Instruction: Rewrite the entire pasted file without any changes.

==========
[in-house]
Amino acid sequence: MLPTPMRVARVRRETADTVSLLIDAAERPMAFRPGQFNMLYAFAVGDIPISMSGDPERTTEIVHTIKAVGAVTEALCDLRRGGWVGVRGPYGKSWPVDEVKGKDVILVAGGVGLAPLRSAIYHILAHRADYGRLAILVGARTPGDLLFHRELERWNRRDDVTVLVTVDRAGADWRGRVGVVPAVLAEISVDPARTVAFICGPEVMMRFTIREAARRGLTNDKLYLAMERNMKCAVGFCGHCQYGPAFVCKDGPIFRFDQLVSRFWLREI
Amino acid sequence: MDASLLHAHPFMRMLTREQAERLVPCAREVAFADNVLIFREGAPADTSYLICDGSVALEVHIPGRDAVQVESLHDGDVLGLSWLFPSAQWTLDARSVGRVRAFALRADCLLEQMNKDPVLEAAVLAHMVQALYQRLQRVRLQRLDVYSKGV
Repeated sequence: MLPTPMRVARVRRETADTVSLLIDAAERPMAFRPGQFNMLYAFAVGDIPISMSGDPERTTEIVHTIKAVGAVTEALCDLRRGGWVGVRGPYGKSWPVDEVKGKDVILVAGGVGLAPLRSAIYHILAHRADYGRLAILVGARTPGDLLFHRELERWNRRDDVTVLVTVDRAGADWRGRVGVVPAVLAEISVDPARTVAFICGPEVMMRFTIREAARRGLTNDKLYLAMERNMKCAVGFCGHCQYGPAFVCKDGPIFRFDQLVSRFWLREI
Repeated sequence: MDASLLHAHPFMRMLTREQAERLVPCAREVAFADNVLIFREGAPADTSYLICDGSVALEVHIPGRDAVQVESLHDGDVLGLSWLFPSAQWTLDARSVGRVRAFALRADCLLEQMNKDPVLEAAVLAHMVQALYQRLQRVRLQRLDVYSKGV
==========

[in-house]
Amino acid sequence: MLPTPMRVARVRRETADTVSLLIDAAERPMAFRPGQFNMLYAFAVGDIPISMSGDPERTTEIVHTIKAVGAVTEALCDLRRGGWVGVRGPYGKSWPVDEVKGKDVILVAGGVGLAPLRSAIYHILAHRADYGRLAILVGARTPGDLLFHRELERWNRRDDVTVLVTVDRAGADWRGRVGVVPAVLAEISVDPARTVAFICGPEVMMRFTIREAARRGLTNDKLYLAMERNMKCAVGFCGHCQYGPAFVCKDGPIFRFDQLVSRFWLREI
Amino acid sequence: MDASLLHAHPFMRMLTREQAERLVPCAREVAFADNVLIFREGAPADTSYLICDGSVALEVHIPGRDAVQVESLHDGDVLGLSWLFPSAQWTLDARSVGRVRAFALRADCLLEQMNKDPVLEAAVLAHMVQALYQRLQRVRLQRLDVYSKGV
Repeated sequence: MLPTPMRVARVRRETADTVSLLIDAAERPMAFRPGQFNMLYAFAVGDIPISMSGDPERTTEIVHTIKAVGAVTEALCDLRRGGWVGVRGPYGKSWPVDEVKGKDVILVAGGVGLAPLRSAIYHILAHRADYGRLAILVGARTPGDLLFHRELERWNRRDDVTVLVTVDRAGADWRGRVGVVPAVLAEISVDPARTVAFICGPEVMMRFTIREAARRGLTNDKLYLAMERNMKCAVGFCGHCQYGPAFVCKDGPIFRFDQLVSRFWLREI
Repeated sequence: MDASLLHAHPFMRMLTREQAERLVPCAREVAFADNVLIFREGAPADTSYLICDGSVALEVHIPGRDAVQVESLHDGDVLGLSWLFPSAQWTLDARSVGRVRAFALRADCLLEQMNKDPVLEAAVLAHMVQALYQRLQRVRLQRLDVYSKGV